Centennial History of Mason County
By Joseph Cochrane
Springfield, Ill., 1876


Page 140-141

In gathering material for the present work, we heard of Charles P. Richardson, the old pioneer of Grand Island in 1836, who assisted Mr. Lincoln in the original surveys of this county, etc. We fixed in our minds that we would meet an old, decrepid man, walking on two canes, or on crutches, with an asthmatic cough, etc., etc. But imagine our surprise. We found him, of course, on in years, but vigorous, hale and hearty, a model of health and activity, engaged in an occupation requiring the exercise of muscle, of which he has an abundance. A hand-shake with him wakes you up if disposed to be dull; a mine of information, a splendid memory, a pleasant gentleman.

Mr. Richardson was born in Kentucky, in 1814; moved to Illinois in 1819, and settled on Grand Island, in the Illinois river, opposite Bath, in 1836, and has resided in Bath for the past nine years. He assisted the late President Lincoln in the original surveys of this country and the town of Bath. Mr. R. is a natural mechanic; has been engaged in the various occupations of blacksmithing, shoe-making, boat-building and cabinetmaking. Mr. Lincoln and surveying party boarded with Mr. Richardson was so pleased with the society of his guests that he refused all compensation for board. Mr. Lincoln persisted, however, in some compensation being made, or some service rendered, in return and surveyed Mr. Richardson’s lands for him in that vicinity. During the stay of Mr. Lincoln and party at the home of Mr. Richardson, a party from Schuyler County came there on a deer hunting expedition, and also were the guests of Mr. Richardson. Three beds were filled, and the rest bivouaced on the floor of the one small room the house contained.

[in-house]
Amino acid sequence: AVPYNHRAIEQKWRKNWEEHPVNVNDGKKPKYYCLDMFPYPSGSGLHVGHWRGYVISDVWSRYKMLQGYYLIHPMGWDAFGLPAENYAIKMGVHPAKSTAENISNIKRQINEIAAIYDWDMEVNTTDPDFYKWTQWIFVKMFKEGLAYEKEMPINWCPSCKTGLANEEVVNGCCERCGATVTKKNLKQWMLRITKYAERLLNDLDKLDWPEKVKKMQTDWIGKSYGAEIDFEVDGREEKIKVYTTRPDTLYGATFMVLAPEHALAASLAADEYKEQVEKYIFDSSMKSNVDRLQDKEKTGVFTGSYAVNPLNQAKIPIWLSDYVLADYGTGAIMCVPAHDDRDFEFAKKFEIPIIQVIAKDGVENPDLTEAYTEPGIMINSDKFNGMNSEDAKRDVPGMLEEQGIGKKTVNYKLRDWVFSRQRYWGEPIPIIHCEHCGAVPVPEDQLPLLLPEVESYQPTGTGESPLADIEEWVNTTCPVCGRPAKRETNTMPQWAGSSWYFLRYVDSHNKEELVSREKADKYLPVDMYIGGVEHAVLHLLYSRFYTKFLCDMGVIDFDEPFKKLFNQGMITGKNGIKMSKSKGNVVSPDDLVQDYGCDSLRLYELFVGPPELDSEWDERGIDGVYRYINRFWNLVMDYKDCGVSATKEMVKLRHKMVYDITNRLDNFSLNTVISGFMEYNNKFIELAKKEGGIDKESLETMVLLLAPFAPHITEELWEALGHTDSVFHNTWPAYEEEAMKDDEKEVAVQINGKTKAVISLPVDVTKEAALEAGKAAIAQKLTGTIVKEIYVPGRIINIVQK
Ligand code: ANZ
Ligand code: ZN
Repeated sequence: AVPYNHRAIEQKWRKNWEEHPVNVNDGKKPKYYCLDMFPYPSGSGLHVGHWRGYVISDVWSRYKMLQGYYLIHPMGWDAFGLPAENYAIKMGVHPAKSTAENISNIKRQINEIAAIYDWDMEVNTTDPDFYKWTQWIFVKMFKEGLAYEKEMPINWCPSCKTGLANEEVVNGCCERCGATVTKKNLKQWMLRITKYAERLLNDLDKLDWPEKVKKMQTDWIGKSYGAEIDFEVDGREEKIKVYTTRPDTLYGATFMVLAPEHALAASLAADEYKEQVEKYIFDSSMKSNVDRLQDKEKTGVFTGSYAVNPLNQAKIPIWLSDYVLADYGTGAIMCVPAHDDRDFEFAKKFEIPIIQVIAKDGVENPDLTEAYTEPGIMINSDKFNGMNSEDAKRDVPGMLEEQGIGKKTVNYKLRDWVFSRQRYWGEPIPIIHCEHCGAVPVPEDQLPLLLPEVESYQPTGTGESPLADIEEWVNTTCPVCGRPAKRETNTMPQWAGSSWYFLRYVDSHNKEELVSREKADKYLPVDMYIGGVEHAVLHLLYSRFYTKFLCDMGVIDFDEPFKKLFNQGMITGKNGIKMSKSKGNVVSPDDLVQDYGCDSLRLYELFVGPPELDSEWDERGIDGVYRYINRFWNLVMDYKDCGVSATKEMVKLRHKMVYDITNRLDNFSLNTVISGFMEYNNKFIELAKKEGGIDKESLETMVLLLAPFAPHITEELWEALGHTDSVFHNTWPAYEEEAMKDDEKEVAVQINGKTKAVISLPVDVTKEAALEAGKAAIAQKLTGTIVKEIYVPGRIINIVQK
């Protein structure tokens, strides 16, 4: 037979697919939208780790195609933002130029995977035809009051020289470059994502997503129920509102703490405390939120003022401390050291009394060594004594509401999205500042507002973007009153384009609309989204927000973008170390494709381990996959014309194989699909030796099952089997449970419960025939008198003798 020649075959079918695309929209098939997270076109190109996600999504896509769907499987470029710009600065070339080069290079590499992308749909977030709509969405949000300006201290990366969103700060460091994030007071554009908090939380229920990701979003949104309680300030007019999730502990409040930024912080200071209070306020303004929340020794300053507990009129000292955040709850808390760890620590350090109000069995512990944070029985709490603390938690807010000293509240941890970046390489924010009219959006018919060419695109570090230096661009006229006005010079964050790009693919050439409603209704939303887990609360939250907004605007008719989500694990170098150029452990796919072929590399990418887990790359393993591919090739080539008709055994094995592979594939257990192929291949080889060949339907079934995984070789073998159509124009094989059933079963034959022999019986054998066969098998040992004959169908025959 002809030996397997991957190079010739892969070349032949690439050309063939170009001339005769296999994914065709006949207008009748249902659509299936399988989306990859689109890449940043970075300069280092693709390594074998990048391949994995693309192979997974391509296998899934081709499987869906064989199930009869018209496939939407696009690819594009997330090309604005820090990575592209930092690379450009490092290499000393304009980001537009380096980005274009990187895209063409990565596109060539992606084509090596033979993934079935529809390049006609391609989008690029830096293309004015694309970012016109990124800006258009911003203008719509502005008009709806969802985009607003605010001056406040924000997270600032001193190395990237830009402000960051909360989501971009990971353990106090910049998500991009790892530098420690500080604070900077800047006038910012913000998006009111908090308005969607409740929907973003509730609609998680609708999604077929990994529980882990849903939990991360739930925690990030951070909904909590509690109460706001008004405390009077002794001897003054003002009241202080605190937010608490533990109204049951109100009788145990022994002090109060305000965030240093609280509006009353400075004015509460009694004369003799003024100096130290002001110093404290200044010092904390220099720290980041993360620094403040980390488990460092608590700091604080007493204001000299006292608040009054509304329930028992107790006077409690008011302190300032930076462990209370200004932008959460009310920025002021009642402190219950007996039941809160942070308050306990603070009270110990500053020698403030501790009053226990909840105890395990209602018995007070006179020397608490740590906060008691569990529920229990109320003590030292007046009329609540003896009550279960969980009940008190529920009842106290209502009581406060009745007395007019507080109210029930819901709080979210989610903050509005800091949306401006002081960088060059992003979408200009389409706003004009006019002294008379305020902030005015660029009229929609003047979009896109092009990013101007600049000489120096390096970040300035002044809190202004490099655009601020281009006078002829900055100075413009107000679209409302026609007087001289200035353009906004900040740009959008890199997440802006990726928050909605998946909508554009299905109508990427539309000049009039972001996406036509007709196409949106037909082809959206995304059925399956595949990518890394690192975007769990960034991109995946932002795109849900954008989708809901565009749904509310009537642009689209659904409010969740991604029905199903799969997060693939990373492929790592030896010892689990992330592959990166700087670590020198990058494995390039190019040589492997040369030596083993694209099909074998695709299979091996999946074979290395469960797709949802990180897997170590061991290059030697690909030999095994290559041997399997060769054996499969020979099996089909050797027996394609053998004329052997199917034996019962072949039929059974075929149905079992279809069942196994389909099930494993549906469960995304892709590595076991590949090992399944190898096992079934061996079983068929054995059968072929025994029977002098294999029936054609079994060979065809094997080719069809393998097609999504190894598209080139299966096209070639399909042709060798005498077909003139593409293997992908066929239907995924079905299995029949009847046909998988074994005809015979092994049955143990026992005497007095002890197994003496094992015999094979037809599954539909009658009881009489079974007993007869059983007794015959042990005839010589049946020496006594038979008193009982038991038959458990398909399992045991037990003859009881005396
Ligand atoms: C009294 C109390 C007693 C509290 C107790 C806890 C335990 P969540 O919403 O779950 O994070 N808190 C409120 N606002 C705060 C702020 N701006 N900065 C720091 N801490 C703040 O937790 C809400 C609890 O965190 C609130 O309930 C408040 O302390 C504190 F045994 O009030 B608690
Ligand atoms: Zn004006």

Billy Brown, one of the Schuyler County party, had a frightful dream. He dreamed the world was on fire, and event Mr. Brown did not feel prepared for, and consequently was much alarmed. Rising hastily from his bed on the cabin floor, he looked through the openings between the logs of the cabin walls, and beheld the fires in the open furnaces of an Illinois river steamer, which was headed for the shore, near where the cabin stood, wakening the echoes of the island shore with her shrills whistle, to rouse the men of the wood yard from their deep slumbers. Poor Billy Brown, from his frightful dream, half awake, beheld the fires, the puffing steamer, and the shrieking whistle, so mistook his surrounding as to believer that Gabriel had blown his last trump, that “the elements were melting with fervid heat” and the heavens were about to be “rolled together as a scroll”. Billy engaged in very fervent devotions then and there, on his humble cot, much to the amusement of Mr. Richardson and Mr. Lincoln, and the rest of the company. The poor fellow was finally brought to his senses, and made to comprehend the true cause of his alarm. For the balance of their stay Bill’s devotional exercises were not allowed to be long out of mind.


Contributed by: Mandy Reiley


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